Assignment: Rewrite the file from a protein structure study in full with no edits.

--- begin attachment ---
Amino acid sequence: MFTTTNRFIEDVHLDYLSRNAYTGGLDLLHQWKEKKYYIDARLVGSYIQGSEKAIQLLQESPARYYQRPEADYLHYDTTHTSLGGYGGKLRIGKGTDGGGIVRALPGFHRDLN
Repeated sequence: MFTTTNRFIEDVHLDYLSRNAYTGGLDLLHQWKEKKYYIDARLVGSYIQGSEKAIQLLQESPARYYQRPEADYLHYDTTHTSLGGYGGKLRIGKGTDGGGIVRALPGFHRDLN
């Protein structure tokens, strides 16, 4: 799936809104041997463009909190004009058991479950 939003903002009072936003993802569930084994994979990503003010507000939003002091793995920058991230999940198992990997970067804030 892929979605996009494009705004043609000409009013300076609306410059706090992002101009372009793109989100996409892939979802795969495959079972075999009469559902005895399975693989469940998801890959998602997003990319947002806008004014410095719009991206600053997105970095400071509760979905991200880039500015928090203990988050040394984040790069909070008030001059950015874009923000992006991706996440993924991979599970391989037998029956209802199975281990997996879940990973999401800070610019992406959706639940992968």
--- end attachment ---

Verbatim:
Amino acid sequence: MFTTTNRFIEDVHLDYLSRNAYTGGLDLLHQWKEKKYYIDARLVGSYIQGSEKAIQLLQESPARYYQRPEADYLHYDTTHTSLGGYGGKLRIGKGTDGGGIVRALPGFHRDLN
Repeated sequence: MFTTTNRFIEDVHLDYLSRNAYTGGLDLLHQWKEKKYYIDARLVGSYIQGSEKAIQLLQESPARYYQRPEADYLHYDTTHTSLGGYGGKLRIGKGTDGGGIVRALPGFHRDLN
């Protein structure tokens, strides 16, 4: 799936809104041997463009909190004009058991479950 939003903002009072936003993802569930084994994979990503003010507000939003002091793995920058991230999940198992990997970067804030 892929979605996009494009705004043609000409009013300076609306410059706090992002101009372009793109989100996409892939979802795969495959079972075999009469559902005895399975693989469940998801890959998602997003990319947002806008004014410095719009991206600053997105970095400071509760979905991200880039500015928090203990988050040394984040790069909070008030001059950015874009923000992006991706996440993924991979599970391989037998029956209802199975281990997996879940990973999401800070610019992406959706639940992968």